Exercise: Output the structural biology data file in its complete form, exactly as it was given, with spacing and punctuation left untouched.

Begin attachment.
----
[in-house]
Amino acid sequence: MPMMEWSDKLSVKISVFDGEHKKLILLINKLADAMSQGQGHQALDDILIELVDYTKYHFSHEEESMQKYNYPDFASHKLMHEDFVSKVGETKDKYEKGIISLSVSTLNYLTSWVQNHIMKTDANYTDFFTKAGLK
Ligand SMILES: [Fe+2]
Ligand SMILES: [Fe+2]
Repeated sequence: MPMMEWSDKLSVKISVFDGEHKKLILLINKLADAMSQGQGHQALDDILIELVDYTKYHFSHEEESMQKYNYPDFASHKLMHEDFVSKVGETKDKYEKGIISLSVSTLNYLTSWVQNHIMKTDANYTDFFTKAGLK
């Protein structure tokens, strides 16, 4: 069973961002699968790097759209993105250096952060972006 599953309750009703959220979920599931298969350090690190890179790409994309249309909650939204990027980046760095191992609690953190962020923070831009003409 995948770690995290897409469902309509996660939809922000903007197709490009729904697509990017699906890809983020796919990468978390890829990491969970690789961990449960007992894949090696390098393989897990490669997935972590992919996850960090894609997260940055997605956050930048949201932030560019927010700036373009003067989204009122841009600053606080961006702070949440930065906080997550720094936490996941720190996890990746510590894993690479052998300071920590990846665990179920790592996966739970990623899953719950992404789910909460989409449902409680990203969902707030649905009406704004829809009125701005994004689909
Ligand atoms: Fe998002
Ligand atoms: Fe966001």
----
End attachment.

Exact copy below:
[in-house]
Amino acid sequence: MPMMEWSDKLSVKISVFDGEHKKLILLINKLADAMSQGQGHQALDDILIELVDYTKYHFSHEEESMQKYNYPDFASHKLMHEDFVSKVGETKDKYEKGIISLSVSTLNYLTSWVQNHIMKTDANYTDFFTKAGLK
Ligand SMILES: [Fe+2]
Ligand SMILES: [Fe+2]
Repeated sequence: MPMMEWSDKLSVKISVFDGEHKKLILLINKLADAMSQGQGHQALDDILIELVDYTKYHFSHEEESMQKYNYPDFASHKLMHEDFVSKVGETKDKYEKGIISLSVSTLNYLTSWVQNHIMKTDANYTDFFTKAGLK
């Protein structure tokens, strides 16, 4: 069973961002699968790097759209993105250096952060972006 599953309750009703959220979920599931298969350090690190890179790409994309249309909650939204990027980046760095191992609690953190962020923070831009003409 995948770690995290897409469902309509996660939809922000903007197709490009729904697509990017699906890809983020796919990468978390890829990491969970690789961990449960007992894949090696390098393989897990490669997935972590992919996850960090894609997260940055997605956050930048949201932030560019927010700036373009003067989204009122841009600053606080961006702070949440930065906080997550720094936490996941720190996890990746510590894993690479052998300071920590990846665990179920790592996966739970990623899953719950992404789910909460989409449902409680990203969902707030649905009406704004829809009125701005994004689909
Ligand atoms: Fe998002
Ligand atoms: Fe966001």